Tuesday, October 03, 2017

"Road diets" in Los Angeles---and San Francisco

Manhattan Beach is considering taking legal action against the Los Angeles Department of Transportation over sudden lane reductions and parking reconfigurations on Vista Del Mar that have backed up traffic and irked commuters. Photo by Brad Graverson/The Daily Breeze//SCNG/06-22-17
September 19, 2017
If there were a Museum of Stupid Ideas, you would have to walk the stairs to the upper level because, in keeping with the theme of the place, the elevator would not go all the way to the top.

If there were such a museum, an entire wing would surely be devoted to the idea of “road diets.” 

The premise behind “road diets” is this: Where traffic is heavy and there are a lot of accidents, traffic lanes should be removed. That will slow everybody down and create a sense of “community.” 

Does it ever. 

In two areas of Los Angeles, “road diets” have created a volcanic sense of community — steaming hot commuters and enraged local residents erupting into grassroots protests. 

City Councilman Mike Bonin, who represents the 11th District on the Westside, is a proud proponent of the “road diet” idea. He cites studies showing that a pedestrian hit by a car going 20 mph has a 10 percent chance of dying, compared to 80 percent at 40 mph. 

But the goal should be to keep pedestrians from being hit at all, not to slow commuters to 20 mph so they’re hurt less badly.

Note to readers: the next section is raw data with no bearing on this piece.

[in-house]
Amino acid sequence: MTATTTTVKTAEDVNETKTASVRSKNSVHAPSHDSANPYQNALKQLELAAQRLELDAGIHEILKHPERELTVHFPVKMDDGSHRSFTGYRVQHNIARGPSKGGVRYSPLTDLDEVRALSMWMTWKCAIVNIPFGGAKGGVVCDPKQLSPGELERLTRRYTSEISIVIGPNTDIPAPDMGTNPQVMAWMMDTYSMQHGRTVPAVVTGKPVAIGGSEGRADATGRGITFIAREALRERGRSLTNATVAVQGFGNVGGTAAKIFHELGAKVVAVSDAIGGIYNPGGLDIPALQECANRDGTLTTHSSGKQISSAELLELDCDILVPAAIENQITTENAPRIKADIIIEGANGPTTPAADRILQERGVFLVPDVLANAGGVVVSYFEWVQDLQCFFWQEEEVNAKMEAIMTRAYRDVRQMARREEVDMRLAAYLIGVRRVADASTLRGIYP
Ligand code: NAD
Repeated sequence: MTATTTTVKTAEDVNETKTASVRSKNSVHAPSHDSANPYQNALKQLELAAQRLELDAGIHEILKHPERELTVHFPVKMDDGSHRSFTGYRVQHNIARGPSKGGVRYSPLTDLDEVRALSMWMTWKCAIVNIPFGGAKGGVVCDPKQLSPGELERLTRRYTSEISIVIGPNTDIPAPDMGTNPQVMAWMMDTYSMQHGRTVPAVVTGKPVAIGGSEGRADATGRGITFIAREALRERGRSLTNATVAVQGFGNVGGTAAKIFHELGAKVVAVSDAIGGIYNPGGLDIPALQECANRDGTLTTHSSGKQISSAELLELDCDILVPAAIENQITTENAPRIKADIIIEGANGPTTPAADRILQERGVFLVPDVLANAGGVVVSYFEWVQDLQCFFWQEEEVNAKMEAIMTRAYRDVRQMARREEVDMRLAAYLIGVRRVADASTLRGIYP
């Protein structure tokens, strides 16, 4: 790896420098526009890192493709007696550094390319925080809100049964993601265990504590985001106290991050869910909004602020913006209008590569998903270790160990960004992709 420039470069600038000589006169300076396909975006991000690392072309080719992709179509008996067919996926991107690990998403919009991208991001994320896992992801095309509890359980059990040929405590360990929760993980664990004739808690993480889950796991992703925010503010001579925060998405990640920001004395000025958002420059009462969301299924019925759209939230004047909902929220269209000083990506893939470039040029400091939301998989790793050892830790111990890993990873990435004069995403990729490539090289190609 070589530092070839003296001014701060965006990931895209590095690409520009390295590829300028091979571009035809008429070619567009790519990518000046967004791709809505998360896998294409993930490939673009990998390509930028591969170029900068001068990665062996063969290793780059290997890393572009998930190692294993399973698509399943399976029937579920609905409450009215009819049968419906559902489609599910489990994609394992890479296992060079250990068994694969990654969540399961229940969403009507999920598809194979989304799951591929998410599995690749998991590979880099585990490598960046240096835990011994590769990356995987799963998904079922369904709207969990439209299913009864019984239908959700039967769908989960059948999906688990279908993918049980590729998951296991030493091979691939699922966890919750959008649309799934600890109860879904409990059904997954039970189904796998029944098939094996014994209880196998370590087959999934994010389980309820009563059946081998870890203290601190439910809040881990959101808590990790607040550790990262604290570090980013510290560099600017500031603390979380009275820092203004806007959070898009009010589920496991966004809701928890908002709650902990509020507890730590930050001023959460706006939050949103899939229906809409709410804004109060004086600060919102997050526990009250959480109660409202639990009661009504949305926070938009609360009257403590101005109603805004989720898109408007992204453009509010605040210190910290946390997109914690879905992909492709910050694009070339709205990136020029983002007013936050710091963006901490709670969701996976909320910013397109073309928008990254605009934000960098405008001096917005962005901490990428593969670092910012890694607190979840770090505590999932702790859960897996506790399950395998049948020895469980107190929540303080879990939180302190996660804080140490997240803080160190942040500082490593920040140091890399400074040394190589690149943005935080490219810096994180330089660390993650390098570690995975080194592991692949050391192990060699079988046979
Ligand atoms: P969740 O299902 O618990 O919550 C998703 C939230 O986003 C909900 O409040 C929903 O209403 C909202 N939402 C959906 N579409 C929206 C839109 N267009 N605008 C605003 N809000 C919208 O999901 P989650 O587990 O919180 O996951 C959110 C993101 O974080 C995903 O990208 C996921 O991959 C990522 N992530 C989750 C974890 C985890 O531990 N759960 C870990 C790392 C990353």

You don’t have to wait for the Museum of Stupid Ideas to open to see “road diets” on display. There’s one on Venice Blvd. in Mar Vista right now. 

Although city officials consulted extensively with community groups before turning eight-tenths of a mile of Venice Boulevard into one of Mayor Eric Garcetti’s “Great Streets,” the part of the plan that involved taking away a traffic lane in each direction wasn’t exactly displayed on street banners. 

Our local government can be very shrewd about hiding the whole truth. 

In 2016, the L.A. County Metropolitan Transportation Authority put a measure on the November ballot to raise the sales tax. Measure M was titled, “The Los Angeles County Traffic Improvement Plan,” and this was the ballot question put to the voters: 

To improve freeway traffic flow/safety; repair potholes/sidewalks; repave local streets; earthquake-retrofit bridges; synchronize signals; keep senior/disabled/student fares affordable; expand rail/subway/bus systems; improve job/school/airport connections; and create jobs; shall voters authorize a Los Angeles County Traffic Improvement Plan through a ½¢ sales tax and continue the existing ½¢ traffic relief tax until voters decide to end it, with independent audits/oversight and funds controlled locally? 

We don’t know how many voters stopped reading after the first four words and screamed, “YES!” The measure passed easily. 

There’s nothing in it about taking away lanes, but Bonin wants the city to spend local funds from Measure M to further implement Vision Zero, the traffic safety plan which has given us “road diets,” more lane-sharing with bicycles, and other changes to street configurations.